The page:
As Arctic shipping grows, Native hunters aim to protect marine mammals
Alex DeMarban | Mar 14, 2012
Alaska Native subsistence hunters hoping to protect whales, polar bears and other marine mammals have joined forces to offer input on proposed shipping rules being developed for the nation's Arctic frontier. Representatives from groups including the Alaska Eskimo Whaling Commission, the Inuit Circumpolar Council, and the Ice Seal Committee formed a coalition on Tuesday to present a unified voice recommending rules and more infrastructure in the barely regulated Arctic Ocean, officials said....

Story last updated at 12:54 PM on Wednesday, March 14, 2012
Coalition testifies against proposed Chuitna mine 
In a letter sent earlier this week, the Chuitna Citizens Coalition asked Gov. Sean Parnell to honor his promise to Alaskans to "never trade one resource for another," by directing Department of Natural Resources Commissioner Dan Sullivan to designate wild salmon streams in the Chuitna watershed as "unsuitable" for coal strip mining. The request comes as DNR reconsiders a...

Parnell likes Dersham, Hull for new council terms
Here's the press release from Alaska Gov. Sean Parnell's office:
Gov. Parnell makes nominations to fishery council
JUNEAU — Gov. Sean Parnell nominated Robert "Ed" Dersham and Howard "Dan" Hull for consideration by the U.S. commerce secretary for continued service on the North Pacific Fishery Management Council....

Kodiak: Crew Safe After Ship Disabled
May 15, 2012
Jennifer Canfield/KMXT
The Kodiak-based Alaskan Star is being led back to port after hitting a rock. Petty Officer Grant DeVuyst says the crew from the 58-foot fishing vessel contacted the Coast Guard yesterday at 7:42 a.m. to request assistance....

Coal mine opponents cite concerns for salmon streams
Posted 03/16/2012
by - Cordova Times Staff
A citizens group concerned that a large coal strip mine project could set a precedent for adverse affects on salmon spawning streams is asking Gov. Sean Parnell to say no to development of the mine in Upper Cook Inlet. “We believe Alaska salmon streams should not be strip mined, and that it will set a horrendous precedent for the state of Alaska if you allow PacRim Coal to mine a wild Alaska salmon stream simply to provide coal to China,” said Ron Burnett, a board member of the Chuitna Citizens Coalition, in a March 13 letter to Parnell.....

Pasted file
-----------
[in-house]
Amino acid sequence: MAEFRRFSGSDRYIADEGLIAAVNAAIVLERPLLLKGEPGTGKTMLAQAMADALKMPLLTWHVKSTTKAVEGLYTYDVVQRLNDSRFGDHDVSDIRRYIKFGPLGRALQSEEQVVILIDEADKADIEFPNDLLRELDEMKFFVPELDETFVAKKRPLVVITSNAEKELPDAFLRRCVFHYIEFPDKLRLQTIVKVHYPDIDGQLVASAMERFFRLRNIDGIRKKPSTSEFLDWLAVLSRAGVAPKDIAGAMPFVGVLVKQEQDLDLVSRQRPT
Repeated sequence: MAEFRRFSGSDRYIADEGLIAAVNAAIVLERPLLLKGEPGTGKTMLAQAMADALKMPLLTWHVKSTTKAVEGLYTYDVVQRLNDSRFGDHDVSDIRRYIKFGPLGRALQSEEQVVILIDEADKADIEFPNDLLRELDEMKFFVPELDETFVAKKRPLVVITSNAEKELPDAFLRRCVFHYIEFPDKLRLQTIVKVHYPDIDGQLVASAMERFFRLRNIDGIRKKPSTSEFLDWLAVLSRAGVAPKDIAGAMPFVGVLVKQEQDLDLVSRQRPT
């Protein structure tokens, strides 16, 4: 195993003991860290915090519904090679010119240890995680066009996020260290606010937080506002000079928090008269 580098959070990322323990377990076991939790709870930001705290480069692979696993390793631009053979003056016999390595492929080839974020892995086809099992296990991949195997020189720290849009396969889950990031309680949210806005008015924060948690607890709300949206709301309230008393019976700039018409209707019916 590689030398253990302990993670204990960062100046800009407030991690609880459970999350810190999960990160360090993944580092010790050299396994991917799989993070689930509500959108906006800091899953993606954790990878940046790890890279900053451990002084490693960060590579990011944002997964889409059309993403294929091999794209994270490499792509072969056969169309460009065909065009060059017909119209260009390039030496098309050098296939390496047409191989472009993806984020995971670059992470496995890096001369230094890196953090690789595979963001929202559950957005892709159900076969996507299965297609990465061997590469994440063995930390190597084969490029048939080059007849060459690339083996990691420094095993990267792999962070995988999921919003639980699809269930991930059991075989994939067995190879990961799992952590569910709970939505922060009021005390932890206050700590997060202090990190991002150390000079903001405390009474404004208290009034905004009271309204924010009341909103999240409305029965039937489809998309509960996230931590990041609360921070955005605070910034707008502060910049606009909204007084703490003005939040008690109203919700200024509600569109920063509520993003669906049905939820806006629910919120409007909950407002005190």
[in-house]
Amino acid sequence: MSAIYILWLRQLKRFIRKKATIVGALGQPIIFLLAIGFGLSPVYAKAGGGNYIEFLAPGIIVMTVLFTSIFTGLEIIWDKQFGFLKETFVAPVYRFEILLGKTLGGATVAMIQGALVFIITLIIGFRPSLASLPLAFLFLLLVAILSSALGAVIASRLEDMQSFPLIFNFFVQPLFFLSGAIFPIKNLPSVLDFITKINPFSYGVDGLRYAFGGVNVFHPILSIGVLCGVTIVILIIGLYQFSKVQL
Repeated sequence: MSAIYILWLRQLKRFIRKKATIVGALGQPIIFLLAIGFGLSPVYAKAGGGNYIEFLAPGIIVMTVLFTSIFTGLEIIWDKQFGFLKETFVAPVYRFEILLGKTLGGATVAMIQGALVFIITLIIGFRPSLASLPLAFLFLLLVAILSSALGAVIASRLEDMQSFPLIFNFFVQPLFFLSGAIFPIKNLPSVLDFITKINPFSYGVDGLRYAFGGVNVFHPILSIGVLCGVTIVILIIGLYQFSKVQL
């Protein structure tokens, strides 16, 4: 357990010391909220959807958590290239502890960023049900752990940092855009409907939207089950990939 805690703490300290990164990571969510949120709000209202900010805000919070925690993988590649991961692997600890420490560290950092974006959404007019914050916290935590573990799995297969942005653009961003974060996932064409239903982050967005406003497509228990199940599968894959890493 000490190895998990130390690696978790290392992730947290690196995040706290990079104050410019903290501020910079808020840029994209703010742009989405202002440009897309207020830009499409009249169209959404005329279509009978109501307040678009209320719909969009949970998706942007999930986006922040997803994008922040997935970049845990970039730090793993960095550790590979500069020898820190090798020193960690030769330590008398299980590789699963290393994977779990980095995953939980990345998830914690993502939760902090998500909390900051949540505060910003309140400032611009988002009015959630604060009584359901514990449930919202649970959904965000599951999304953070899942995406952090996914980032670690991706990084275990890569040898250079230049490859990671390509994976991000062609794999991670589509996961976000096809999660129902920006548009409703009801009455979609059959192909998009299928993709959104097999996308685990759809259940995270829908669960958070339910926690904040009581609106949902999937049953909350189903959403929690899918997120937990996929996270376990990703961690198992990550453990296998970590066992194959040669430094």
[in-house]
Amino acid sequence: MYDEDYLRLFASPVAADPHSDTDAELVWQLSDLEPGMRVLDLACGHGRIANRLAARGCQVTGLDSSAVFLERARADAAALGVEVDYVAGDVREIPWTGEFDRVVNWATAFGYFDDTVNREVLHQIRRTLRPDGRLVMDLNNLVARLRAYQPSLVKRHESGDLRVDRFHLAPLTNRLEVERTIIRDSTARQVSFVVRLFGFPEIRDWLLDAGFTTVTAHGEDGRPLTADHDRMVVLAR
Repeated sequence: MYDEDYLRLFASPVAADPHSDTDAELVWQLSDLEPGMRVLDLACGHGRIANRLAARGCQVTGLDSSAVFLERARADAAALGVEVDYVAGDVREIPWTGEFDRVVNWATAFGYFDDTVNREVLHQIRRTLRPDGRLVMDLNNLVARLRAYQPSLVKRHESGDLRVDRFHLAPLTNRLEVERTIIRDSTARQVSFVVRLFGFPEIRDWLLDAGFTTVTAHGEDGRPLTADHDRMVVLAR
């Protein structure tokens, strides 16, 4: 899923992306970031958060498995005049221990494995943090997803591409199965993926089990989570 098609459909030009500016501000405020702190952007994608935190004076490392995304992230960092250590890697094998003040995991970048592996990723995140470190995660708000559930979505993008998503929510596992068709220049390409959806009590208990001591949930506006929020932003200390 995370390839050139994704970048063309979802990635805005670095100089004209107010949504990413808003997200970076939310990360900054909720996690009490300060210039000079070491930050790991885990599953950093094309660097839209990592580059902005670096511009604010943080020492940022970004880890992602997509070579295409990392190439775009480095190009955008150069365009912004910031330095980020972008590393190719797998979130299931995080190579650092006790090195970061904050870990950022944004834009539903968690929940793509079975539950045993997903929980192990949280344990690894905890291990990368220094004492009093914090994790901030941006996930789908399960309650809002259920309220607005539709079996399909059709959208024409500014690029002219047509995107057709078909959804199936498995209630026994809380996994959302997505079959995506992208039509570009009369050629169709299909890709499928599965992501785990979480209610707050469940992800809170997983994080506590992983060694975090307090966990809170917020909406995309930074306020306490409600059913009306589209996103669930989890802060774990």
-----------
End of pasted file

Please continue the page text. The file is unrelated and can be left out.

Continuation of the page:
ABS to class pioneering Arctic containment system
Vessel & ROV News - March 16, 2012
ABS will class the first-of-its-kind Arctic Containment System (ACS), which is slated for deployment in June 2012 to serve all exploration activities in the Chukchi and Beaufort seas offshore Alaska....

Alaska Beat
Greenpeace occupies Finnish icebreakers contracted to Shell
Alaska Dispatch | Mar 16, 2012
According to Finland's YLE News, roughly 40 protestors have gathered in Helsinki's Hietalahti harbor and boarded two Finnish icebreakers booked to support Shell Oil's exploration next summer off Alaska's northern coast....

Alaska Beat
Chinese icebreaker to travel Northern Sea Route this summer
Alaska Dispatch | Mar 15, 2012
According to Norway's Barents Observer, China plans to send an icebreaker west through the Northern Sea Route along the northern coast of Siberia next summer....

FIS - Worldnews - NOAA authorises killing of California sea lions to protect salmon!/haulinggear/status/180665835826851840

Sprint Backs Out of LightSquared Deal
Will Return $65 Million to the Company
by Karl Bode 27 minutes ago tags: competition · fcc · business · wireless · consumers · wireless · cellular · LTE · Lightsquared
Tipped by ThrowDemsOut
As had been rumored, Sprint has officially backed out of their deal with LightSquared after the company failed to clear regulatory hurdles...

Alaska: Committee acts to bar minors from using cell phones while driving #PoliceState ?!/haulinggear/status/180664535475171328